The central government’s decision to do away with high value currency last November would reduce growth rates in the micro, small and medium enterprises during the current financial year, despite the best efforts by industry to bring in cashless transactions.
In a survey conducted by credit-rating and market research agency CRISIL, it has been highlighted that the MSMEs affected the most relate to textiles, agricultural products, consumer durables, steel, construction and automobiles – all of which rely heavily on cash transactions.
The survey goes on to state that enterprises in the unorganized sector (those comprising less than 10 employees) are expected to face a bigger struggle and close to 40 per cent of them could end up reporting receding growth in the second half of the current financial year.
However, in what is likely to be good news for the government, the survey notes that over 40 per cent of the MSMEs surveyed reported a shift to cashless transactions since demonetization. However, most of these companies complained of adverse impact in day-to-day operations.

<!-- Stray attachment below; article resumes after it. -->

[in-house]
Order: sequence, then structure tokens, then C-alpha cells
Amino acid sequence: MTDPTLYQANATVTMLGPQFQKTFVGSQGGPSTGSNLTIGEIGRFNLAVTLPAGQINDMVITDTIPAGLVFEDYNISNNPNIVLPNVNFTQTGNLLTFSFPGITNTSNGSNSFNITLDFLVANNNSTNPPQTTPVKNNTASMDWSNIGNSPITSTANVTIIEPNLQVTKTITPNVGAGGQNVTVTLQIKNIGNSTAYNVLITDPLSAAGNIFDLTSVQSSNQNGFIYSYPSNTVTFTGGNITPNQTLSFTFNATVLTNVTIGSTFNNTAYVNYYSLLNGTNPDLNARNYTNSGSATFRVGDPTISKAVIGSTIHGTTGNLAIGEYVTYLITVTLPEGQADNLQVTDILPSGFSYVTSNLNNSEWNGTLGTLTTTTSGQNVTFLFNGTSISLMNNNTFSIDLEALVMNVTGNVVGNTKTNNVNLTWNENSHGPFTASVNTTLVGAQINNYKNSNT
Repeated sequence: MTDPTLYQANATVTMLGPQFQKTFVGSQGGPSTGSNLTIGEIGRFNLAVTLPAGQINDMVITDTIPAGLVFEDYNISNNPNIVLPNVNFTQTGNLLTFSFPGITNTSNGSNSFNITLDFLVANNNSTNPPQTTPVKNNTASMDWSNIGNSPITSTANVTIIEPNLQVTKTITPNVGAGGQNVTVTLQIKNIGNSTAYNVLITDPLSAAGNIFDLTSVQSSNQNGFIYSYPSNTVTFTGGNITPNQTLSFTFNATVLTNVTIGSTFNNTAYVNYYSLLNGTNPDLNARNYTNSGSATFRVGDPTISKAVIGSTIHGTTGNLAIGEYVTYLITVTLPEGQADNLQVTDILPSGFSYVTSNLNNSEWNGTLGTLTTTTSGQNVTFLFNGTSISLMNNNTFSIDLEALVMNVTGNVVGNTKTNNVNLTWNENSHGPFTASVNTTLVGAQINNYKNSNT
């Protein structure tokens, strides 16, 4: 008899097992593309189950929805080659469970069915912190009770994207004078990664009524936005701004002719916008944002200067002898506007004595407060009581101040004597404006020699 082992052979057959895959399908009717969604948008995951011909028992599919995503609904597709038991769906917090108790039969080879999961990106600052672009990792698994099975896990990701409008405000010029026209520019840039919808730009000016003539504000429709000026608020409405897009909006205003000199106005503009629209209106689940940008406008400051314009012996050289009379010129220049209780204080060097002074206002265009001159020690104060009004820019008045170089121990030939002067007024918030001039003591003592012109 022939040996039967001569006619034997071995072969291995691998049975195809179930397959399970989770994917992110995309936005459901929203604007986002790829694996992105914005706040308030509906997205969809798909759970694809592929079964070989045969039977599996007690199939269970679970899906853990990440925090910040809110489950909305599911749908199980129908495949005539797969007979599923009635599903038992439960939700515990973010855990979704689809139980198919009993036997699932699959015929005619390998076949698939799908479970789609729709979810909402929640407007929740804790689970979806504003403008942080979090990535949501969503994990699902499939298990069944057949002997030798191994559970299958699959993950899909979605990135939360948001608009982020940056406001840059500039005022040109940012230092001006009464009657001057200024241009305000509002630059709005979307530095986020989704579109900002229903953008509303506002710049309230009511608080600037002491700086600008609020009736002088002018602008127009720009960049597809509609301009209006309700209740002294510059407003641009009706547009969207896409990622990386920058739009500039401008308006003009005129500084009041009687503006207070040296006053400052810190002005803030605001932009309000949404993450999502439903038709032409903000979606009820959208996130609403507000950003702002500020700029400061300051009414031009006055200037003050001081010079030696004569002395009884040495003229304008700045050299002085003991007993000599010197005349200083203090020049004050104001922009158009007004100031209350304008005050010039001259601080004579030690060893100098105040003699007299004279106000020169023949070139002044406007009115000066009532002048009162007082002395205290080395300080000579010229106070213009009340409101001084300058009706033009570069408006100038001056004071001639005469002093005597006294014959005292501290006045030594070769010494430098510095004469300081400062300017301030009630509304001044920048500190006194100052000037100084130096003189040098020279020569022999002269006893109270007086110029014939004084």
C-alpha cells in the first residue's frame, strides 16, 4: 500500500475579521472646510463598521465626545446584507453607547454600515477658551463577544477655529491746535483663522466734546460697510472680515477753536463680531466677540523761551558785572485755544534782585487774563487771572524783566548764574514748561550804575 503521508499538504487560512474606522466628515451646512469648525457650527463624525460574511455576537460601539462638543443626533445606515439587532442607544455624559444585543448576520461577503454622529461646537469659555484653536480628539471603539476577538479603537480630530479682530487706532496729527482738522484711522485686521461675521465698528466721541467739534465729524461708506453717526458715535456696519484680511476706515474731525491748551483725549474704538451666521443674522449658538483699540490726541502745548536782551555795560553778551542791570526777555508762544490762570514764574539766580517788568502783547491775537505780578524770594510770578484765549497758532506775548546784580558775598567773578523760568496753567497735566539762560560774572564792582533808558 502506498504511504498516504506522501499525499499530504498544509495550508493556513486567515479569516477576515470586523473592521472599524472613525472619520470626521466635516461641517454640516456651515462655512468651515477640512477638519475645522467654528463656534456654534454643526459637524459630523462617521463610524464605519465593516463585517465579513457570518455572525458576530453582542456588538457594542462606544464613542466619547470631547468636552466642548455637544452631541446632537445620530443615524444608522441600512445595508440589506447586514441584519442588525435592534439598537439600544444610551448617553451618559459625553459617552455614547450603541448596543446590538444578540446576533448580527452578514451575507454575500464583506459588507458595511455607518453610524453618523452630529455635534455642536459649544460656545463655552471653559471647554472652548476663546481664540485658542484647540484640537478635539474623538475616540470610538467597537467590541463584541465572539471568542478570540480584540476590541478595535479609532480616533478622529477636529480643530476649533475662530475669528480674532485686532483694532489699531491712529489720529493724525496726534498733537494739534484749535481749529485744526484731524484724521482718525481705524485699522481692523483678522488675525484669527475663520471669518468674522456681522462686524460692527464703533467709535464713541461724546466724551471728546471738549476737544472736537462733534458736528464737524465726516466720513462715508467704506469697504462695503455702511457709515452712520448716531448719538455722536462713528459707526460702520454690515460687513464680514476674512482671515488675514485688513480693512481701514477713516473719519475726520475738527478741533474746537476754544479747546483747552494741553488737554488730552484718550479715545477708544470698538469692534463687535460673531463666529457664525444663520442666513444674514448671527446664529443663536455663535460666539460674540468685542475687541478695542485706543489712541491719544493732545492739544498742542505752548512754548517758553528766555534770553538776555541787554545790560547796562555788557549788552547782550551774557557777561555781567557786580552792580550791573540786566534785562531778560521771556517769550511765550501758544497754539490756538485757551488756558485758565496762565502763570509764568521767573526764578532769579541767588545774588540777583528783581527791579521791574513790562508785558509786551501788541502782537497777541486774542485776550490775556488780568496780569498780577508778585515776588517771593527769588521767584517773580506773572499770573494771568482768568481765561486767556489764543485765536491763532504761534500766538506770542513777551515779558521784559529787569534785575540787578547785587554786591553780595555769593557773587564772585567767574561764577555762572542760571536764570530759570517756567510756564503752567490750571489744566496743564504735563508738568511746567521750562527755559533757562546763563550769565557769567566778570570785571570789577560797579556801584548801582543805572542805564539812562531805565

The survey further pointed out that annual growth is likely to be muted because the sector traditionally does better in the second half of the financial year, known in business circles as the ‘busy season’. Over 30 per cent of those surveyed believe that growth could be muted in the October-March period.
The cash ban has impacted business operations, however, demonetization has spurred a major change in the way MSMEs conduct business. Most of them see only a short-term impact of demonetization, and more than three-fourths believe it will be business as usual by June 2017, the survey found.
"Every fifth MSME surveyed planned to raise additional funding in the coming months, half of it for working capital. Interestingly, with unsecured loans from friends and associates drying up, 3 out of 4 respondents plan to approach banks for loans, while the rest will rely on internal accrual. That opens up a massive opportunity to banks currently awash in liquidity," Manish Jaiswal, Head-SME Ratings, Crisil said in a statement.
Because of greater reliance on cash, sales of MSMEs in smaller towns is expected to be impacted more than in metro and Tier 1 cities. While a third of those in Tier 2 cities and smaller towns expect a decline in revenue in the second half, only a quarter in metros and Tier 1 cities feel similarly.